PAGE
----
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Zoning question regarding easements and minimum property setback measurments

Sig

Experienced Member
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25 September 2000
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Tyson's Corner, VA
Here's the scenario:
-A home sits on an R1 zone, where sideyard setbacks are a minimum of 20 ft.
-There is also a 35 foot wide access easement in place for a common driveway running down the left side of the property that allows access to another parcel behind the lot. The property with the home in question is a rectangular 1 acre lot with the short sides as the front and rear property line.

1) To build an addition to this home on the same side as the driveway easement, could one build all the way up to the easement line which is 35 feet from the property line?

2) Or, can you only build up to 55 feet from the property line which adds the setback minimum (20 ft for sideyard) to 35 foot easement?

In other words, are easements and setbacks additive or is only the larger of the two measurements relevant when building an addition to a home?
 
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You're forgetting option 3:

3) specific setback for access easement.

Here's a generic but correct answer: check with the city, as the answer will vary.
 
Here's the scenario:
-A home sits on an R1 zone, where sideyard setbacks are a minimum of 20 ft.
-There is also a 35 foot wide access easement in place for a common driveway running down the left side of the property that allows access to another parcel behind the lot. The property with the home in question is a rectangular 1 acre lot with the short sides as the front and rear property line.

1) To build an addition to this home on the same side as the driveway easement, could one build all the way up to the easement line which is 35 feet from the property line?

2) Or, can you only build up to 55 feet from the property line which adds the setback minimum (20 ft for sideyard) to 35 foot easement?

In other words, are easements and setbacks additive or is only the larger of the two measurements relevant when building an addition to a home?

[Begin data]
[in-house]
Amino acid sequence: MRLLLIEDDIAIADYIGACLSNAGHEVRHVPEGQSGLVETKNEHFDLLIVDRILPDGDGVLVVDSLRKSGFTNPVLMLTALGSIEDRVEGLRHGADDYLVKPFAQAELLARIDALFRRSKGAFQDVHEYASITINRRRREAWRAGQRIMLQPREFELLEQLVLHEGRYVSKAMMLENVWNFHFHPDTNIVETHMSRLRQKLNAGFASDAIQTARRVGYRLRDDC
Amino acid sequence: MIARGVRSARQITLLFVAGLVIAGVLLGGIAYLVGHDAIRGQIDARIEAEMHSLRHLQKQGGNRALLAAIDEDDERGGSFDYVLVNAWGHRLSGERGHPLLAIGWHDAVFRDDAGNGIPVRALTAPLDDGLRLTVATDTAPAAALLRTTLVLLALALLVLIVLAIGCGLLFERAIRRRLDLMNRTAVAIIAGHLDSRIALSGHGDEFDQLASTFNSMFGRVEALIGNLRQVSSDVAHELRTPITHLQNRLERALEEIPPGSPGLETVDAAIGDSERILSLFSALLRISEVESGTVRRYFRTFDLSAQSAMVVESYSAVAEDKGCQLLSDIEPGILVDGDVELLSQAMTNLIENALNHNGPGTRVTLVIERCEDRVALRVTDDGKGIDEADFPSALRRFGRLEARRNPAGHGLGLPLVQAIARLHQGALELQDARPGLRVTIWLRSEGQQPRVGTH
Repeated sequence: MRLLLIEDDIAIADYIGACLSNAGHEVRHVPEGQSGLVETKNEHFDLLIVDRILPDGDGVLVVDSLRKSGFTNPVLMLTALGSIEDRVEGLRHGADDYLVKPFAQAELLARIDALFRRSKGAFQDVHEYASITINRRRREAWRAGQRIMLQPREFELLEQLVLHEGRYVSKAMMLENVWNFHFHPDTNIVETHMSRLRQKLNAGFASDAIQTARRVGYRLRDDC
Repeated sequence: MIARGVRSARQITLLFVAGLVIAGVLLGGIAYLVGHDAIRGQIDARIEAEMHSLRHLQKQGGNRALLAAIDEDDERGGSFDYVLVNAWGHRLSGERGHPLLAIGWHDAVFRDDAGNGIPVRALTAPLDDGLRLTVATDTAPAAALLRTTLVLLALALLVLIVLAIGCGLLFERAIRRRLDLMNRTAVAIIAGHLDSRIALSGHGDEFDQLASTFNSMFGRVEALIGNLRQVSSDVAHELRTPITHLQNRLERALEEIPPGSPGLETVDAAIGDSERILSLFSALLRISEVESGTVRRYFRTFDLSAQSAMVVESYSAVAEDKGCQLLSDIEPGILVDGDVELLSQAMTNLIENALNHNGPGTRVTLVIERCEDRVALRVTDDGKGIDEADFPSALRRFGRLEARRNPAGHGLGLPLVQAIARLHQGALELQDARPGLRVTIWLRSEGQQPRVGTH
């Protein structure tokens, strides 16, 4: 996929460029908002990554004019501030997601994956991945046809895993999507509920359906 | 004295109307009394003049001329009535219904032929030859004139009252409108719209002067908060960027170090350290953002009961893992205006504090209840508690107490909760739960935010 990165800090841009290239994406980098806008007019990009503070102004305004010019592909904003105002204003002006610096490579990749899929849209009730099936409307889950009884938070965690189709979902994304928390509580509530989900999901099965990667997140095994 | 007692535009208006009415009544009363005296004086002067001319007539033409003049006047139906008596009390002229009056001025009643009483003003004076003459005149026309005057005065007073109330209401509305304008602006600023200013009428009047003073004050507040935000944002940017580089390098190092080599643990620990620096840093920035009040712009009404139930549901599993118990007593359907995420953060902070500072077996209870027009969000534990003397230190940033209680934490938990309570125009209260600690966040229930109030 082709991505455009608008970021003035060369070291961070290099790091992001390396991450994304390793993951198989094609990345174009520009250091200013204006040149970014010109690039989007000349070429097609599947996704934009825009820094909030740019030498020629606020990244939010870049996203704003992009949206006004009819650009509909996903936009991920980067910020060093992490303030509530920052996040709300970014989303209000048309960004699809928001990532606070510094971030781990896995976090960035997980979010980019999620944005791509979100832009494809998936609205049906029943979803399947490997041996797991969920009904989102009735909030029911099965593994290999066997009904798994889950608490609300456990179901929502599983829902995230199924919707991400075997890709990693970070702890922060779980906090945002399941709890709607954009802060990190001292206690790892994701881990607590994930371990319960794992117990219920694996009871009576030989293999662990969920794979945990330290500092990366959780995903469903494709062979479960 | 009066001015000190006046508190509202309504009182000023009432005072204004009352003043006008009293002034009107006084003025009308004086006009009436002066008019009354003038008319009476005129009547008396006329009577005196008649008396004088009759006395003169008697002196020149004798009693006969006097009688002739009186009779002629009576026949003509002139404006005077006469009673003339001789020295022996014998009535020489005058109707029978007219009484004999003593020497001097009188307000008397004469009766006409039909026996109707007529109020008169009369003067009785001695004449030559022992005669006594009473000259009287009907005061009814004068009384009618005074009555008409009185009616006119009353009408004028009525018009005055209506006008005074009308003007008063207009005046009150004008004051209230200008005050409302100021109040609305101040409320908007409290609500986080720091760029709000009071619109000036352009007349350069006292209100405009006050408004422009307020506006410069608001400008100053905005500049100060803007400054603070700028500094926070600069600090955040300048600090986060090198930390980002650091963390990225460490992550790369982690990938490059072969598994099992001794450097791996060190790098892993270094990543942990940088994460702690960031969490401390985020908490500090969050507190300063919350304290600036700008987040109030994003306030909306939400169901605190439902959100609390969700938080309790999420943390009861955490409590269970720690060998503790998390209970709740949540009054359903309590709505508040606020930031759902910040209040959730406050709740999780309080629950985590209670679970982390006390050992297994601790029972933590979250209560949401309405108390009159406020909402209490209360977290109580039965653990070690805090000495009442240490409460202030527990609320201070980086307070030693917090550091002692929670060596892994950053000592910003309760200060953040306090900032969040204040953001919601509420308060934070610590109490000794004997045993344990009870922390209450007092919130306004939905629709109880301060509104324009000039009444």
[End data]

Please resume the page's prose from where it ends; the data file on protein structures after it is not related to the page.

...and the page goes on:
Setbacks and easments are separate and not additive. Their location can overlap, or not. Setbacks are imposed by zoning or city ordinance, whereas easements are legally recorded instruments that convey certain property rights to others (e.g. an easement for underground utilities, or overhead power lines, etc.) You need a boundary survey of the land to determine precisely where the easements are before building. Setbacks, on the other hand, usually start at the property line. An easement can be located anywhere and can easily cross over a setback area.

I'm an architect, so I deal with these issues all the time.
 
Setbacks and easments are separate and not additive.

Thanks for the feedback. That's the conclusion that seemed the most logical to me. I called the county's zoning hotline earlier today and spoke with a woman about this situation. Her response echoed yours.

The end result, I am feeling pretty good because this means I will have enough room to build the addition to the home (which will include a garage and new master bedroom suite above it).
 
I know you already know this, but don't make the mistake of proceeding with construction without approved plans and a property/real estate law attorney reviewing your plans to make sure you are on solid ground. A mistake could be very costly.
 
I know you already know this, but don't make the mistake of proceeding with construction without approved plans and a property/real estate law attorney reviewing your plans to make sure you are on solid ground. A mistake could be very costly.

Great point and I absolutely agree. Depending on locality, I guess some folks can get away with doing additions without the guv'ment knowing the difference. Around here that's not really an option even if I wanted to go down that path.

I am probably at least 12 months out from starting any type of work. I will probably start planning with architects and gc's in the fall of this year though. Proper permitting and approvals are definitely requirements before I would even consider starting work.
 
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